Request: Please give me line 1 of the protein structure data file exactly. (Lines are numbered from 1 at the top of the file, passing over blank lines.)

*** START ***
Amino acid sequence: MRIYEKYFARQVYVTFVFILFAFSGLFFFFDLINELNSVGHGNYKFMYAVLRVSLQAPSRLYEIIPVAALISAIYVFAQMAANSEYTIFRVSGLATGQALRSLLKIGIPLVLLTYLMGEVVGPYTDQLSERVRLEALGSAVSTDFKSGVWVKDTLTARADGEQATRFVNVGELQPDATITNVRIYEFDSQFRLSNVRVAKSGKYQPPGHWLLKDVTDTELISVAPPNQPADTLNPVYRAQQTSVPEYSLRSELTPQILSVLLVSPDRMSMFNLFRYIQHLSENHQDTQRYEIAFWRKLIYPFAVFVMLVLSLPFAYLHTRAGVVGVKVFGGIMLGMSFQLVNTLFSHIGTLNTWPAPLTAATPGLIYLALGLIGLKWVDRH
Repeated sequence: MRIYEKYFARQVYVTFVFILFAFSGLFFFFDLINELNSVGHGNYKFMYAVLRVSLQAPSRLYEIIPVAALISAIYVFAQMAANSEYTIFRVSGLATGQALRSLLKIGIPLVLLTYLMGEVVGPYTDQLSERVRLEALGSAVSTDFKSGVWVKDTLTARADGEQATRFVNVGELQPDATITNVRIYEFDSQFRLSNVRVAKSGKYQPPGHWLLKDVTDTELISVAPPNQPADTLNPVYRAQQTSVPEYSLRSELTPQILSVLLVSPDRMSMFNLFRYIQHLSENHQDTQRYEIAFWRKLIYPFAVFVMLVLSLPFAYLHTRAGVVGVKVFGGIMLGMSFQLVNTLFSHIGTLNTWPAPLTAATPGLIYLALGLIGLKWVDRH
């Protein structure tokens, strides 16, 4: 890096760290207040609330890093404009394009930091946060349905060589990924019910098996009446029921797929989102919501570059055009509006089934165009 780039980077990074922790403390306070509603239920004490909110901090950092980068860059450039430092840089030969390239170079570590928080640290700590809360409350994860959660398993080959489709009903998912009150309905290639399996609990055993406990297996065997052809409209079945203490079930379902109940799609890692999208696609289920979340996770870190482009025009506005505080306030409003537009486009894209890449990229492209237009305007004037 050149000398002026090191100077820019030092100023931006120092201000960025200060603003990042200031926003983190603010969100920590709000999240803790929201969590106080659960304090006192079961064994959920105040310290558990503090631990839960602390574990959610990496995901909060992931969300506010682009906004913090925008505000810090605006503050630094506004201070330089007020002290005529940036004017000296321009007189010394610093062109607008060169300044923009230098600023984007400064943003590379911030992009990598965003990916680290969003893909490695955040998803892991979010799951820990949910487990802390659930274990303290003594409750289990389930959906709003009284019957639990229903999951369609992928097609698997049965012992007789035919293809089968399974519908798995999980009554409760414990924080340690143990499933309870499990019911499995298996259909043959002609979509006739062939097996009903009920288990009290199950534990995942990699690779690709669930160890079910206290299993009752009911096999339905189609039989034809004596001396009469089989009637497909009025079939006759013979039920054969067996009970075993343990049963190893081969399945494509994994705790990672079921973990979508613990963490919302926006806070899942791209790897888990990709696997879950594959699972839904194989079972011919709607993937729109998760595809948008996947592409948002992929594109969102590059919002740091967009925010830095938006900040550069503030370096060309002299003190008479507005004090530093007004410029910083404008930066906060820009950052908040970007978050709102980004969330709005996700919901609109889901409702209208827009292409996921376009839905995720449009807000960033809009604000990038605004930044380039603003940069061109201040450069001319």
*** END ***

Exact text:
Amino acid sequence: MRIYEKYFARQVYVTFVFILFAFSGLFFFFDLINELNSVGHGNYKFMYAVLRVSLQAPSRLYEIIPVAALISAIYVFAQMAANSEYTIFRVSGLATGQALRSLLKIGIPLVLLTYLMGEVVGPYTDQLSERVRLEALGSAVSTDFKSGVWVKDTLTARADGEQATRFVNVGELQPDATITNVRIYEFDSQFRLSNVRVAKSGKYQPPGHWLLKDVTDTELISVAPPNQPADTLNPVYRAQQTSVPEYSLRSELTPQILSVLLVSPDRMSMFNLFRYIQHLSENHQDTQRYEIAFWRKLIYPFAVFVMLVLSLPFAYLHTRAGVVGVKVFGGIMLGMSFQLVNTLFSHIGTLNTWPAPLTAATPGLIYLALGLIGLKWVDRH